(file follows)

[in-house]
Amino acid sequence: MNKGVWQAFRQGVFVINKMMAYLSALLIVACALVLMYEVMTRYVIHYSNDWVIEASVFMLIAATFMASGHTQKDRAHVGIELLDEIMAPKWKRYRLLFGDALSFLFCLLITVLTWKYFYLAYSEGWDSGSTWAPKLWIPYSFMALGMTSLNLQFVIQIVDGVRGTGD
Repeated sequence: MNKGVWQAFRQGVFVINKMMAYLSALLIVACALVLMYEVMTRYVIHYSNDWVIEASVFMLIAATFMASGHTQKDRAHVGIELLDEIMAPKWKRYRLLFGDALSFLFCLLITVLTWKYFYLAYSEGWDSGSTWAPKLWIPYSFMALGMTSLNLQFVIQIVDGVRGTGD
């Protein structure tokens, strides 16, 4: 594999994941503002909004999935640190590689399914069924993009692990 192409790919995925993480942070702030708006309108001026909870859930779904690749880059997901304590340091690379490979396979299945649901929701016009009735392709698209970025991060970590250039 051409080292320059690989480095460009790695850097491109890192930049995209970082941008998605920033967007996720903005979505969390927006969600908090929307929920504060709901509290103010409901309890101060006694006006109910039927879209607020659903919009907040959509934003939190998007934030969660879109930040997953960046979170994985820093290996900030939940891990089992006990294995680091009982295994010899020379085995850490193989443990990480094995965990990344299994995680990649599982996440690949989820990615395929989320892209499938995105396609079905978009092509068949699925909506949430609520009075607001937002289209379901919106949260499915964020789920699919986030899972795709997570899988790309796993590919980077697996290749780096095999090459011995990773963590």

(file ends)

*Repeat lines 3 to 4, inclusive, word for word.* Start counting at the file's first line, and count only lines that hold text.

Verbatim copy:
Repeated sequence: MNKGVWQAFRQGVFVINKMMAYLSALLIVACALVLMYEVMTRYVIHYSNDWVIEASVFMLIAATFMASGHTQKDRAHVGIELLDEIMAPKWKRYRLLFGDALSFLFCLLITVLTWKYFYLAYSEGWDSGSTWAPKLWIPYSFMALGMTSLNLQFVIQIVDGVRGTGD
């Protein structure tokens, strides 16, 4: 594999994941503002909004999935640190590689399914069924993009692990 192409790919995925993480942070702030708006309108001026909870859930779904690749880059997901304590340091690379490979396979299945649901929701016009009735392709698209970025991060970590250039 051409080292320059690989480095460009790695850097491109890192930049995209970082941008998605920033967007996720903005979505969390927006969600908090929307929920504060709901509290103010409901309890101060006694006006109910039927879209607020659903919009907040959509934003939190998007934030969660879109930040997953960046979170994985820093290996900030939940891990089992006990294995680091009982295994010899020379085995850490193989443990990480094995965990990344299994995680990649599982996440690949989820990615395929989320892209499938995105396609079905978009092509068949699925909506949430609520009075607001937002289209379901919106949260499915964020789920699919986030899972795709997570899988790309796993590919980077697996290749780096095999090459011995990773963590």